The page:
Aditya Nigam, professor with the Centre for Study of Developing Societies, responds to Kuldeep Kumar's column, Hindi Belt, dated May 31, 2014

I write this in response to Kuldeep Kumar’s ‘Filling Up a Gap’ (The Hindu, 31 May, 2014) where he has reviewed the Hindi journal Pratiman: Samay Samaj Sanskriti brought out by the Centre for Study of Developing Societies (CSDS). It is not possible to enter into a debate with Kumar on a range of questions that he has obliquely raised — including that of our ‘ideological preferences’, which according to him is characterised by an unduly heavy emphasis on ‘Indianness’.

I want to take his specific response to my paper in the current issue — the only piece that he mentions out of a body of printed material running into roughly 1200 pages. Of this paper, too, he does not seem to have read beyond the first page. The only point that has caught his fancy is that I have used a word, that has apparently been patented by Marxists, in a way very different from the way they use it. Kumar is ‘shocked’ at my use of the word ‘janvad’ because I do not use it to mean ‘democracy’ as many Marxists do but to connote ‘populism’. How, asks Kumar in horror, can this be, when there are terms like ‘loklubhavanvad’ or ‘lokpriyatavad’ already in use for the word populism? And this, says Kumar, is done “under the mistaken belief that ‘lok’ is a one-dimensional word that refers only to folk”. This is a complete misrepresentation of what I have written.

In a long footnote on the very first page, I have explained why I am using this term. I would have understood if Kumar had said that he disagreed with this use. Instead, his shock is as if I have used the term out of ignorance. If he had read beyond the first page of the 10,000 word essay, Kumar would have understood why I think both the terms for populism currently in use are hopelessly off the mark. The point of my entire essay is to demonstrate that populism is not about ‘loklubhavan’ or ‘lokpriyata’. That is to say, it is not about a privileged leader — or leaders — who seduce the people (‘lubhavan’ suggests precisely that) or seek popularity (‘lokpriyatavad’).

Rather, populism has to be seen as the eruption of the popular into the formal domain of politics. The populist leader is not a separate entity from the people she represents. On the other hand, ‘populism’ in its everyday journalistic sense is a pejorative word whose charge these days comes from a neoliberal vocabulary. Any policy that takes the popular seriously is dubbed as populism. Even in its pre-neoliberal uses, it is always from an elite position that the term is hurled as a term of abuse at popular politics.

In the essay referred to by Kumar, my point is precisely that ‘populism’ has no comparable term in any of the Indian languages and this fact should be read as a sign of a different understanding of politics in their universes. The need here for a term that moves away from the negative and highly imprecise meanings suggested by the two terms above, can therefore hardly be overstated. Another part of my argument that ties up here with my terminological preference for ‘janvad’ has to do with the fact that I see democracy and populism as two kindred phenomena. This is of course, not an entirely original argument — for it takes off from some very suggestive and important work by political philosophers Ernesto Laclau and Jacques Ranciere.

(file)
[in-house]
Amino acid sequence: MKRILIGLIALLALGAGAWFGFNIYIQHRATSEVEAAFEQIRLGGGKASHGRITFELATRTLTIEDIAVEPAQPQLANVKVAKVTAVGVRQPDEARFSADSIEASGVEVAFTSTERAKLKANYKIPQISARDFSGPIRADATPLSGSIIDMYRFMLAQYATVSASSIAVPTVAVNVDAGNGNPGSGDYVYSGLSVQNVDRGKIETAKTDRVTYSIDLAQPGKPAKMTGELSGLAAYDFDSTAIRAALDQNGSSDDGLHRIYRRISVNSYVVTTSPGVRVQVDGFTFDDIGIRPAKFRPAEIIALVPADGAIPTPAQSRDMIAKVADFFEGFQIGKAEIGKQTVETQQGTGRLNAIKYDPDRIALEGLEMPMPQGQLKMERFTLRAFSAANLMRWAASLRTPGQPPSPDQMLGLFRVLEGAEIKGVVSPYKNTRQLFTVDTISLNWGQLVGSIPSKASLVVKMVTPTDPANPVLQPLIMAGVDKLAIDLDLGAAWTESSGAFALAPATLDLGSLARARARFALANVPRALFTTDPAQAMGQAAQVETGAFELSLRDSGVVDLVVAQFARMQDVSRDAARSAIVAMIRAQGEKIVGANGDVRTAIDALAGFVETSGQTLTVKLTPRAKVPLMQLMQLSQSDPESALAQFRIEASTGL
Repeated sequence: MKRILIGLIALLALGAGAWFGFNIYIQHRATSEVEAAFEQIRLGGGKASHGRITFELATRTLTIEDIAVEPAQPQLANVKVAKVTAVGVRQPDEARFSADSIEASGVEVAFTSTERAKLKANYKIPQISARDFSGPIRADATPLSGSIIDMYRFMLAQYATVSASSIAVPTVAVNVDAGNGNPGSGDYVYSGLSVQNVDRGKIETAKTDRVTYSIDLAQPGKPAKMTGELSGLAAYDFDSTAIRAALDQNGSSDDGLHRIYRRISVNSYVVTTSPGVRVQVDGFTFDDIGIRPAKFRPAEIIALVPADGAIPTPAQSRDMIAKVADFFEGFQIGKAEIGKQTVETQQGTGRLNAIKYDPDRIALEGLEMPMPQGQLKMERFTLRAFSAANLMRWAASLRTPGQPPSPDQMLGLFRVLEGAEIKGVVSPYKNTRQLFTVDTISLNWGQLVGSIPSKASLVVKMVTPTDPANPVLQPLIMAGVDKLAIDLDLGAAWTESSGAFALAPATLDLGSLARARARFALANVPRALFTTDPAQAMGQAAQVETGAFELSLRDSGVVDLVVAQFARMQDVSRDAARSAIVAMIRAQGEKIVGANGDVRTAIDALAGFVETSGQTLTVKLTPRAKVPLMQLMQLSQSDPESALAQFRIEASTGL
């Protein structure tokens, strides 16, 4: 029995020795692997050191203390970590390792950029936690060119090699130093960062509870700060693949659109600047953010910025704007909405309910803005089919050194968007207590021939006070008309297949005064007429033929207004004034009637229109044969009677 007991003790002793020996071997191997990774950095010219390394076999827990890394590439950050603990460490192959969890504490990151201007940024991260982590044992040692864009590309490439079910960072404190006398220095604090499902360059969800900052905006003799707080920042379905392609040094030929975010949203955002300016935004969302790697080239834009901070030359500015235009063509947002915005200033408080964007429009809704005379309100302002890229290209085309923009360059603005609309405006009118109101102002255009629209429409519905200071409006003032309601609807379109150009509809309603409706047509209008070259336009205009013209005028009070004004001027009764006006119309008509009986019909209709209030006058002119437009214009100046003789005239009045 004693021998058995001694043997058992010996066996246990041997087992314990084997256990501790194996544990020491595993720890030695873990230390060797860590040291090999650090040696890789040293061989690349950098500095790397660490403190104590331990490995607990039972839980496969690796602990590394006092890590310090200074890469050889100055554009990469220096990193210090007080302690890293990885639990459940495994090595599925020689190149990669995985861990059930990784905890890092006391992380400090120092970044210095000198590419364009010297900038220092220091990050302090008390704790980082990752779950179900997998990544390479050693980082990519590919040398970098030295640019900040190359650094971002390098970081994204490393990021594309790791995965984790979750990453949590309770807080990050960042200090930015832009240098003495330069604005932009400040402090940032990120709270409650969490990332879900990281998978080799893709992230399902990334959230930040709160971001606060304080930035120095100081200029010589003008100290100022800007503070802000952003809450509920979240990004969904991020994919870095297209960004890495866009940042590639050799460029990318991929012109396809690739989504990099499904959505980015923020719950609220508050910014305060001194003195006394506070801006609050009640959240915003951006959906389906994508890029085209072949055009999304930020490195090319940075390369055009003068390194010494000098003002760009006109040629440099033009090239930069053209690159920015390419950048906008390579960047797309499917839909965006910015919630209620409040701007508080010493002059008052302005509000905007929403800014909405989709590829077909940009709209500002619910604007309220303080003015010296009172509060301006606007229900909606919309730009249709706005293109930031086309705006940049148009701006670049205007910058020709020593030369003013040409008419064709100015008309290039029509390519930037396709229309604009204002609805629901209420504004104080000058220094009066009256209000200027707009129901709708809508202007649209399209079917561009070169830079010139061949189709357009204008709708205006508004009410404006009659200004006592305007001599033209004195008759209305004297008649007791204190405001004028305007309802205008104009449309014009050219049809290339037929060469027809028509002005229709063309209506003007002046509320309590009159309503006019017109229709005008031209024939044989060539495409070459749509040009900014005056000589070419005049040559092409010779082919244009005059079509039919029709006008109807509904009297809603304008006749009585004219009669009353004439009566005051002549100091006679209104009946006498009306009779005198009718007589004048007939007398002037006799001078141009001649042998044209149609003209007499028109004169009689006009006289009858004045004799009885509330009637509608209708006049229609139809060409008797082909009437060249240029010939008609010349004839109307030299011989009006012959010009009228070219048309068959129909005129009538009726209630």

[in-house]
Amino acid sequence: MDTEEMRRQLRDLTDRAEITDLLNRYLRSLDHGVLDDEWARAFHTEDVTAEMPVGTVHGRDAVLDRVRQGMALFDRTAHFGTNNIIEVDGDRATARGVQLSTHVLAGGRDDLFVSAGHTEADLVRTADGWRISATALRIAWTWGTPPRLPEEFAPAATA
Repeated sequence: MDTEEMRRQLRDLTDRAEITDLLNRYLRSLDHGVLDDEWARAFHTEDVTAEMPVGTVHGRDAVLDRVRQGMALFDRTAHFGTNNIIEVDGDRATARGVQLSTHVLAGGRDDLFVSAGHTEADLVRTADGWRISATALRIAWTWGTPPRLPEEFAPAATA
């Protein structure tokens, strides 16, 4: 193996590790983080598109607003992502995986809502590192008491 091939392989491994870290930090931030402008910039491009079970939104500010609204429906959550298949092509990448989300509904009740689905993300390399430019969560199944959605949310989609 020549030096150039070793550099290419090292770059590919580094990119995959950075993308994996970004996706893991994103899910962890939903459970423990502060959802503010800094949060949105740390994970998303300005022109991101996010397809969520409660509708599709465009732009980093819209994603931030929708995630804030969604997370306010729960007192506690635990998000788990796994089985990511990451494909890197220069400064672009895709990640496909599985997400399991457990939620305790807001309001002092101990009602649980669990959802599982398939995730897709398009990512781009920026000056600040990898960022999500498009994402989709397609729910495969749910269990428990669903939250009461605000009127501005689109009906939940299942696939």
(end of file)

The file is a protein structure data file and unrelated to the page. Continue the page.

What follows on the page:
It is presumptuousness to assume that I have a “mistaken understanding that ‘lok’ as a one-dimensional term”. In fact, it is precisely because the term has such an expansive range of meanings in our Indian languages (ranging from ‘world’ and ‘this-worldly’ to ‘folk’ and sometimes ‘popular’) that I make the move of distinguishing the more modern political term ‘jan’ from ‘lok’, for the purposes of my paper. Kumar may disagree, but offers no counter argument. In conclusion, let me turn to the more general point about words and meaning. Words that carry a specific meaning in ordinary usage are bound to undergo a transformation when they are deployed in social scientific or theoretical writing. For example, the word ‘bourgeois’ meant in French, simply ‘middle class’, before Marxism took it over and made it a synonym for the capitalist class. Or take the term ‘class’ which means very different things in Marxist and Weberian social theory, and its Marxist usage has hardly any relation to its common everyday usage. Hannah Arendt takes the ordinary language word ‘power’ and transforms it so radically as to purge it of every negative connotation of force and violence. All these are the necessary steps through which social science or social theory makes distinctions between often related but different phenomena. And in all languages without exception. Is Kumar saying that Hindi should be immune from this because it is uniquely bound by its unchangeable traditions? Is he suggesting that people should do social sciences in Hindi but leave the existing language and vocabulary intact?

Kuldeep Kumar’s response

Aditya Nigam is mistaken in thinking that I have “reviewed” the three issues of the journal that run into roughly 1200 pages. No ordinary mortal can accomplish this feat in a 700-word column.

I have welcomed the initiative in a very enthusiastic but not unqualified manner. By sarcastically saying that the word ‘janvad’ has been “apparently patented” by Marxists, he is insinuating something that I have not said or meant. I was merely arguing for the need to standardise Hindi equivalents of technical terms and concepts.

If Nigam thinks that he is serving the cause of Hindi and social sciences better by using familiar terms in a totally unfamiliar manner, he is entitled to his opinion. And so am I who differ. Only time will tell if his peculiar usage of ‘janvad’ finds wider acceptability.

Till then, the jury is out.


Women in Hindi public sphereJune 13, 2014